The Christian Science Monitor recently published an article regarding the mixed messages debt burdened consumers face on the moral implications of filing for bankruptcy. Christian conservatives supported the bankruptcy reform legislation as a way to emphsize the need to pay back obligations incurred, citing Biblical references. As stated by Christian personal finance guru Mary Hunt, commenting upon the use of bankrptcy to erase debt, "Its absolutely legal, but it is not moral."

On the other side of the morality debate, many question the high interest rates (30% or more for some credit card for those in "default") and the marketing tactics of credit card issuers. Still others question how to keep up with ever rising costs of living, such as spiking oil prices at a time when wages are stagnant. Finally, some wonder about the morals of our society which does not provide affordable health insurance for all citizens. Is it only the wealthy who can afford to be "moral"?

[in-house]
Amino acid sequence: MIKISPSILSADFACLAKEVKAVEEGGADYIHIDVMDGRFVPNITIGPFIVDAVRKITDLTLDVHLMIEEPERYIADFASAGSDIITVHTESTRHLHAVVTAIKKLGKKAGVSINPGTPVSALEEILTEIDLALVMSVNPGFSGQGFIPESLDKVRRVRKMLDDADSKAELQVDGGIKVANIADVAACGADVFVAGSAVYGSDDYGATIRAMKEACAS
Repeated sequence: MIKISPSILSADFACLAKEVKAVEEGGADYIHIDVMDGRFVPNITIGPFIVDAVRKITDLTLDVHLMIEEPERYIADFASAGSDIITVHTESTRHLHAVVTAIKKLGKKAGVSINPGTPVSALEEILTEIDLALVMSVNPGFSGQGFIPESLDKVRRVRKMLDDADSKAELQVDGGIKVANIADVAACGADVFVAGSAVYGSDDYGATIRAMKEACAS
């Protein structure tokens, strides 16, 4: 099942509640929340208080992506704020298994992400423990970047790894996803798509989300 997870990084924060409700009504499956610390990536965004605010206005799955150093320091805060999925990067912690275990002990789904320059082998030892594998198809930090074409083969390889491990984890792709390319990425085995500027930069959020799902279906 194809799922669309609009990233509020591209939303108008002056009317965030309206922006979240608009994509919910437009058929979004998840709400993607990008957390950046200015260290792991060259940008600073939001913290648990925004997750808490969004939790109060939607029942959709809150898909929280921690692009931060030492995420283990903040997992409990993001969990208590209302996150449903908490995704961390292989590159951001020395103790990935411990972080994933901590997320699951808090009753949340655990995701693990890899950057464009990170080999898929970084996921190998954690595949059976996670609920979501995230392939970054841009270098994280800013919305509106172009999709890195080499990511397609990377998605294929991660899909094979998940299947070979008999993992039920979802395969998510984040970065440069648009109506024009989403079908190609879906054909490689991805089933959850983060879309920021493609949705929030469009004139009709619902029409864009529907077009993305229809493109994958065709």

While keeping up with your bills is an important goal, and worthy of personal sacrifices, it should not be considered "immoral" if you cannot do so. There are numerous instances in the Bible in which forgiveness of debt is seen as "moral" and "right". Consider the words in the Lord's prayer, repeated in every Christian church service. Bankruptcy is a tool to use to erase debt that you cannot pay, allowing you to focus your future on your famiy instead of years of financial servitude to credit card companies.